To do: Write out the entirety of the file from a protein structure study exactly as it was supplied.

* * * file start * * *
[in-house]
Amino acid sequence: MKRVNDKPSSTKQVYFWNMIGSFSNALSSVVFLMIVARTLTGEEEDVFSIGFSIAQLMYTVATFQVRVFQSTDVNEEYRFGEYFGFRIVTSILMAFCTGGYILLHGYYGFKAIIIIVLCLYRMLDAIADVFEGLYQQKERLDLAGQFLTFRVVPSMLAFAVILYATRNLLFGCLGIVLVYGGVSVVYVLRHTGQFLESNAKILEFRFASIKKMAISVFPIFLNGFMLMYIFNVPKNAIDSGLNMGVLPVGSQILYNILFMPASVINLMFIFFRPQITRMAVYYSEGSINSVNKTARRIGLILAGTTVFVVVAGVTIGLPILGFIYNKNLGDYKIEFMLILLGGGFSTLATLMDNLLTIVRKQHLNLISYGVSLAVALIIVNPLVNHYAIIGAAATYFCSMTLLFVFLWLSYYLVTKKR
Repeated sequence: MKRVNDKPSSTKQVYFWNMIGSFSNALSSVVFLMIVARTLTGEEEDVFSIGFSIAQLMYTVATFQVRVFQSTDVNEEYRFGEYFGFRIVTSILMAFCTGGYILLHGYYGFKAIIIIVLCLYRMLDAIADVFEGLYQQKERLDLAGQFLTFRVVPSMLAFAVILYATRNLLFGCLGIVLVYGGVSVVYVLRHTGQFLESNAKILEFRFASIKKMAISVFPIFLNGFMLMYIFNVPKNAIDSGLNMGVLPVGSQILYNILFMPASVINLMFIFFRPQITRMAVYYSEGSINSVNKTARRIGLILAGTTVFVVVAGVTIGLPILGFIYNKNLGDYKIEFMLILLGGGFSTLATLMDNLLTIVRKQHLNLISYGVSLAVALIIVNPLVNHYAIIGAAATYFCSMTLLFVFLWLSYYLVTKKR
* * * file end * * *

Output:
[in-house]
Amino acid sequence: MKRVNDKPSSTKQVYFWNMIGSFSNALSSVVFLMIVARTLTGEEEDVFSIGFSIAQLMYTVATFQVRVFQSTDVNEEYRFGEYFGFRIVTSILMAFCTGGYILLHGYYGFKAIIIIVLCLYRMLDAIADVFEGLYQQKERLDLAGQFLTFRVVPSMLAFAVILYATRNLLFGCLGIVLVYGGVSVVYVLRHTGQFLESNAKILEFRFASIKKMAISVFPIFLNGFMLMYIFNVPKNAIDSGLNMGVLPVGSQILYNILFMPASVINLMFIFFRPQITRMAVYYSEGSINSVNKTARRIGLILAGTTVFVVVAGVTIGLPILGFIYNKNLGDYKIEFMLILLGGGFSTLATLMDNLLTIVRKQHLNLISYGVSLAVALIIVNPLVNHYAIIGAAATYFCSMTLLFVFLWLSYYLVTKKR
Repeated sequence: MKRVNDKPSSTKQVYFWNMIGSFSNALSSVVFLMIVARTLTGEEEDVFSIGFSIAQLMYTVATFQVRVFQSTDVNEEYRFGEYFGFRIVTSILMAFCTGGYILLHGYYGFKAIIIIVLCLYRMLDAIADVFEGLYQQKERLDLAGQFLTFRVVPSMLAFAVILYATRNLLFGCLGIVLVYGGVSVVYVLRHTGQFLESNAKILEFRFASIKKMAISVFPIFLNGFMLMYIFNVPKNAIDSGLNMGVLPVGSQILYNILFMPASVINLMFIFFRPQITRMAVYYSEGSINSVNKTARRIGLILAGTTVFVVVAGVTIGLPILGFIYNKNLGDYKIEFMLILLGGGFSTLATLMDNLLTIVRKQHLNLISYGVSLAVALIIVNPLVNHYAIIGAAATYFCSMTLLFVFLWLSYYLVTKKR